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Monday, August 31, 2009

WiMax making an imprint in RP

Initiatives are underway to make the Philippines ready for the widespread deployment of WiMax from Luzon to Mindanao, according to top tech executives who attended the recent CyberPress Forum held at the Coffee Bean and Tea Leaf at the A.Venue in Makati City.

WiMax, short for Worldwide Interoperability for Microwave Access, is the latest fixed wireless broadband technology to emerge in the market. Backers tout it as a robust vehicle for the wireless transmission of text, audio, and video over the Internet.

Intel Philippines business development manager Carlo Subido said during the forum that WiMax chips are slowly being integrated by the world’s top PC markets.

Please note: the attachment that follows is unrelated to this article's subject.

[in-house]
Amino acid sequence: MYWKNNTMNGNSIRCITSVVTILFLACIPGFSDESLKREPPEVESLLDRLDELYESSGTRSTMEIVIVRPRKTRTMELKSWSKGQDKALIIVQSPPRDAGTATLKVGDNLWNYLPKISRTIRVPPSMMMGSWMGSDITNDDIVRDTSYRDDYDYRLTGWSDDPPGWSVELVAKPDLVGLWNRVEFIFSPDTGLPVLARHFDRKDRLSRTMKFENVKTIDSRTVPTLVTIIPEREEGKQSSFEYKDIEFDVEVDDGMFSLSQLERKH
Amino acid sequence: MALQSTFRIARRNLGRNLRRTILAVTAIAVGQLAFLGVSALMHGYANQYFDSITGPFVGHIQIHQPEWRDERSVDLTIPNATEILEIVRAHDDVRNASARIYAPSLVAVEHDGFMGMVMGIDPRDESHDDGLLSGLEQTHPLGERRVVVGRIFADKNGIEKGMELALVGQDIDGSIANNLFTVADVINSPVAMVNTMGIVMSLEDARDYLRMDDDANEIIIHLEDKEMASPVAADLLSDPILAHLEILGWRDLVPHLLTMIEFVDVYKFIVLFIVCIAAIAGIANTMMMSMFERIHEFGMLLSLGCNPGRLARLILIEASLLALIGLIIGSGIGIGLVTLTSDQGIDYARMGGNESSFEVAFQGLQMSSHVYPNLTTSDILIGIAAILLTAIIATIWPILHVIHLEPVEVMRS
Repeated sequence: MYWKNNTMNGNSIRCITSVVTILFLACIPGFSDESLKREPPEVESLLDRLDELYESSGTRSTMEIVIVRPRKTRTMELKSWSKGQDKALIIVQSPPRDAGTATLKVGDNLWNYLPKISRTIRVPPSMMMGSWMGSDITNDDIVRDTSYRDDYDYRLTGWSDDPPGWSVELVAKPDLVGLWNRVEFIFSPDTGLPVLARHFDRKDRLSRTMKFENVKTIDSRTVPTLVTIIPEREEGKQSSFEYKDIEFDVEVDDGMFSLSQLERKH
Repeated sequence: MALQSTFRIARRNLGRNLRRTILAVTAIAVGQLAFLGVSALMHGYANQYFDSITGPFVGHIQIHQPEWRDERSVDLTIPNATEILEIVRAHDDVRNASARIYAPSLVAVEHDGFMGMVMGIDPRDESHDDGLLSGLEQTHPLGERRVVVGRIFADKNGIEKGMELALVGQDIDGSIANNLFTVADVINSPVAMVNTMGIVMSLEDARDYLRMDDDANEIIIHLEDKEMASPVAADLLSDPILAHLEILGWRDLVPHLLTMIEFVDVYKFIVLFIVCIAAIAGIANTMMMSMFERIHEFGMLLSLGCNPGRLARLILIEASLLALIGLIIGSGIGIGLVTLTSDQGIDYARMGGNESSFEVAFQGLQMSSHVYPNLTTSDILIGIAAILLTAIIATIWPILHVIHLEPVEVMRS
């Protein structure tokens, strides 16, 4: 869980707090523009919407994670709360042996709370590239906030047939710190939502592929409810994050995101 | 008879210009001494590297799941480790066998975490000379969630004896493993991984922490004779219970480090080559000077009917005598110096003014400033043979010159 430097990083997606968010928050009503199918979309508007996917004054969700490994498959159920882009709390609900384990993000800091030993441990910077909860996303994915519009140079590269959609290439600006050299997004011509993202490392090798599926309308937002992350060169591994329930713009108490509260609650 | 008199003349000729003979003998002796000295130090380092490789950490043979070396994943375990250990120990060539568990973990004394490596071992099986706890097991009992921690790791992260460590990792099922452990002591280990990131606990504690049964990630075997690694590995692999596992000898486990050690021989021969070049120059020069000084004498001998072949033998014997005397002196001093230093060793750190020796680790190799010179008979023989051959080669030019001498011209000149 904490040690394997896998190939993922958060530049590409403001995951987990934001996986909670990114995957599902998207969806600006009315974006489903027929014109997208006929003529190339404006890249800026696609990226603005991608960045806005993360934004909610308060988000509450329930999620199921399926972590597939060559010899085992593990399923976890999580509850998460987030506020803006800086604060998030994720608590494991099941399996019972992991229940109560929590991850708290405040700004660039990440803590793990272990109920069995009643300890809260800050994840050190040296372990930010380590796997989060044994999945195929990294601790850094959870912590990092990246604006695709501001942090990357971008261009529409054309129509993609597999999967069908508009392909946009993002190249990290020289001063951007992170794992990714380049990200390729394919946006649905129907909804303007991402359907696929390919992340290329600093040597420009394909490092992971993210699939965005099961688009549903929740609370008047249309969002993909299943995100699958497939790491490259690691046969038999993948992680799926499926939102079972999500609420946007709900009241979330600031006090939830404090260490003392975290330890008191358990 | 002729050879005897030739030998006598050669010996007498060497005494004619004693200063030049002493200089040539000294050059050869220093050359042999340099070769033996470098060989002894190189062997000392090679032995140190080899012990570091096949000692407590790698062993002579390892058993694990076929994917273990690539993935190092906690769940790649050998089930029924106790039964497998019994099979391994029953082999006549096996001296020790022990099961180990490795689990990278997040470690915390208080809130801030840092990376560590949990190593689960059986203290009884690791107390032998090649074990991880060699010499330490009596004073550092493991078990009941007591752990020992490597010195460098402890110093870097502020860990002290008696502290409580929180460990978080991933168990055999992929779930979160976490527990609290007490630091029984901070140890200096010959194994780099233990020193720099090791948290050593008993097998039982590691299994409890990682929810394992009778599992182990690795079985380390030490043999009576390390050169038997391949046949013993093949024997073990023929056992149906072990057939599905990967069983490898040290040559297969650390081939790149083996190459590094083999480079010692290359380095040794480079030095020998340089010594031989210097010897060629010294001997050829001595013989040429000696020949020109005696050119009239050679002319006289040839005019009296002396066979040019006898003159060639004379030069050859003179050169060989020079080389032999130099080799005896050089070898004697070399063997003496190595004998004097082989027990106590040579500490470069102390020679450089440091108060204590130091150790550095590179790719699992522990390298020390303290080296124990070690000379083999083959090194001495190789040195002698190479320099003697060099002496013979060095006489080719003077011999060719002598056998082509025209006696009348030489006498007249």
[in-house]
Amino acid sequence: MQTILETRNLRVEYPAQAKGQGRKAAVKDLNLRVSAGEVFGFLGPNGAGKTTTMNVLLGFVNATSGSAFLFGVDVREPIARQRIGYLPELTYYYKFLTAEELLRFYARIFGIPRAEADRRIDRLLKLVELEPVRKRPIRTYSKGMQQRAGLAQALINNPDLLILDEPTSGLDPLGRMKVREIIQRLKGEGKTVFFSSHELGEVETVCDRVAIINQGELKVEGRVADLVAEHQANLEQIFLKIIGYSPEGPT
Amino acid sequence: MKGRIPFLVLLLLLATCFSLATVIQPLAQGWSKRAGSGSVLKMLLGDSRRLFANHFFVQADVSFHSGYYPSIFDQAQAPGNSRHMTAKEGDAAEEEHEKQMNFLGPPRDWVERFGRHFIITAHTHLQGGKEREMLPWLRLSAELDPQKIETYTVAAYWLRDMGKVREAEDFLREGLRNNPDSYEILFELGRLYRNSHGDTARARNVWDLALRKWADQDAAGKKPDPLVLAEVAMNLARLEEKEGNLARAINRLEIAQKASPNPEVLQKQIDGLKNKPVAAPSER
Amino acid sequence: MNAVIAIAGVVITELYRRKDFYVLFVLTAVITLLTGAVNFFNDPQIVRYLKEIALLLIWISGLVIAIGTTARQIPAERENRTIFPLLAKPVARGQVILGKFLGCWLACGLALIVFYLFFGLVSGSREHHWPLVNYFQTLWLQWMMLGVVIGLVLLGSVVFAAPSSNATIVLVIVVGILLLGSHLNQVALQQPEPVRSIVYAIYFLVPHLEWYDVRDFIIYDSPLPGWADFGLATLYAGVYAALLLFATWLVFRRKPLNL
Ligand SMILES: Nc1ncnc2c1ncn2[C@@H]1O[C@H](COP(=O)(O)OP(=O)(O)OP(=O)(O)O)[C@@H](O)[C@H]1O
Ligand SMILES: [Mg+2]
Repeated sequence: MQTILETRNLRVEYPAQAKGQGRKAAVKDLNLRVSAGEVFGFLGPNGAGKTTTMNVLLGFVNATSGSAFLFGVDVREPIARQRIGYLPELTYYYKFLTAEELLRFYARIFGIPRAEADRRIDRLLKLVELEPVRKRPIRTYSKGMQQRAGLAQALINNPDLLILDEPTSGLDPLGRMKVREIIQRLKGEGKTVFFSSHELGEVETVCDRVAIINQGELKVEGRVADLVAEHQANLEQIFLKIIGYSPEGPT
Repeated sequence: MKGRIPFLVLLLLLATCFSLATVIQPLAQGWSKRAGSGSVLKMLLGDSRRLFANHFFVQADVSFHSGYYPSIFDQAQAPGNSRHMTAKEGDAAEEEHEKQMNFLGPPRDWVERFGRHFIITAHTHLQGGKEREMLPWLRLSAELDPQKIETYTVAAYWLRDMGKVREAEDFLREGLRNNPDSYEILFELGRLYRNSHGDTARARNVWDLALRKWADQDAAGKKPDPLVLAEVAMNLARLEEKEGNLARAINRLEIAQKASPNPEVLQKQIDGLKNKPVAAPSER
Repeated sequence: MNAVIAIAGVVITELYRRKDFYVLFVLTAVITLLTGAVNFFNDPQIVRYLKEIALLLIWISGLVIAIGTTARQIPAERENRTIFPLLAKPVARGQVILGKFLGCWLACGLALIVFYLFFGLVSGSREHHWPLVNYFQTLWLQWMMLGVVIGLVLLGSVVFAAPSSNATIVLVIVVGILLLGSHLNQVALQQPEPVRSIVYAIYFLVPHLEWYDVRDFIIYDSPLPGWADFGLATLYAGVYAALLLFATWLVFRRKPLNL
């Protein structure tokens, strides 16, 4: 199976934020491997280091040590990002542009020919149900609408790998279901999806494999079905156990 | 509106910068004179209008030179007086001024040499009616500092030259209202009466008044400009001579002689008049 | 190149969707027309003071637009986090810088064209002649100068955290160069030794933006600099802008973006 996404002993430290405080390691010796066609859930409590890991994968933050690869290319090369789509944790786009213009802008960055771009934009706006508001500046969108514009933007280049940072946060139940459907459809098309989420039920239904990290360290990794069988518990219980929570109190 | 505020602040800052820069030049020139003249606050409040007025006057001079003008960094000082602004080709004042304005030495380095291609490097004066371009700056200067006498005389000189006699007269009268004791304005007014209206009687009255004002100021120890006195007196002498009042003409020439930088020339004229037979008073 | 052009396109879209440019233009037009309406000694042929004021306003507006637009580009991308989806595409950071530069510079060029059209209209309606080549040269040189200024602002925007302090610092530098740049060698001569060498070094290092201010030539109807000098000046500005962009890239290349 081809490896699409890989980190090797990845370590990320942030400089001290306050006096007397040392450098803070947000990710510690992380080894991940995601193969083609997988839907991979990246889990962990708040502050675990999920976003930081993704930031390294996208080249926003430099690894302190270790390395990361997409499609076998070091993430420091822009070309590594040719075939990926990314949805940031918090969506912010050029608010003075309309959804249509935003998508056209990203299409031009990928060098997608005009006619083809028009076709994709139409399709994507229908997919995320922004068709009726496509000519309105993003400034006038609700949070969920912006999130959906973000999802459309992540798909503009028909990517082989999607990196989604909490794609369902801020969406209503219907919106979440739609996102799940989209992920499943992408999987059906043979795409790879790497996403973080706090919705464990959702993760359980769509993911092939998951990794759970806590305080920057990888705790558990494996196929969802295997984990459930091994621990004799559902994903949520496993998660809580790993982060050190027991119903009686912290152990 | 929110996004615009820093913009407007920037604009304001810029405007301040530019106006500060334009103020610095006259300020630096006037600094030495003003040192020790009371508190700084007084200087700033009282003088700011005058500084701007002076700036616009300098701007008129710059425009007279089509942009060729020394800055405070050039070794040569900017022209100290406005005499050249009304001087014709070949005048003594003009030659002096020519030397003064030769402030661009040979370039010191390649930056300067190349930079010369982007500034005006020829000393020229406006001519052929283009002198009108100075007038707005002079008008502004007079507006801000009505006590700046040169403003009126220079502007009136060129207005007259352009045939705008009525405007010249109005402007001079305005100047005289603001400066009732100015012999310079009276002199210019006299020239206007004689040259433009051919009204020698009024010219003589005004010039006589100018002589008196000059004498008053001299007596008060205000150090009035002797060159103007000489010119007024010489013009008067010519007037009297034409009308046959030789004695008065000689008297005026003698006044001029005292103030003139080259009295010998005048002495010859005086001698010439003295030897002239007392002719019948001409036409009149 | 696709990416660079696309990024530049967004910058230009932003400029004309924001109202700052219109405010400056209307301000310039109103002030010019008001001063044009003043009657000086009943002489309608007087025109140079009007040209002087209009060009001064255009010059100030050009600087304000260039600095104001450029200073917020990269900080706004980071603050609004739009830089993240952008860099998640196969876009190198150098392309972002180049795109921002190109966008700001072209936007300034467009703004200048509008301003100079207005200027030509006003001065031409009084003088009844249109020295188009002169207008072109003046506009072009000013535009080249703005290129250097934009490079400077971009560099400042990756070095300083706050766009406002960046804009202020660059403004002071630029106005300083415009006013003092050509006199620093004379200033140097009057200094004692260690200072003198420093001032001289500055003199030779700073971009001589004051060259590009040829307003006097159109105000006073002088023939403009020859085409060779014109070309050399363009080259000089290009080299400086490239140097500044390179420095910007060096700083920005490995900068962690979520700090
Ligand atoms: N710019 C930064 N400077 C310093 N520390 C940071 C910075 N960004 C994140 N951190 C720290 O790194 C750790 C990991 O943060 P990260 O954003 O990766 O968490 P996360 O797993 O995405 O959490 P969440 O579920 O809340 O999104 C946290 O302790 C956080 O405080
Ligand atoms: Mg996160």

He emphasized that Intel now has the products to support WiMax connectivity and is coordinating efforts with partner hardware vendors for its smooth and widespread introduction in the Philippines.

On the other hand, Globe Telecom demand management and capacity planning head Bong Gonzales said the company would make WiMax available in most parts of the Philippines by end of 2009.

The exec did not reveal the specific schedules for the rollouts, but listed the various areas where the service would be available: Metro Manila, Rizal, Benguet, Nueva Ejica, Tarlac, Pampanga, Bulacan, Southern Luzon, Bataan, Cebu province, Bohol, Iloilo, Leyte, Guimaras, Capiz, Negros island, Cagayan de Oro, Compostela Valley, the Agusan provinces, Lanao,Surigao, Cotobato, and General Santos City.

As this developed, Smart Communications public affairs head Ramon Isberto said the Philippine’s biggest cellular mobile operator would support all forms of Internet connectivity as long as it will benefit their subscribers.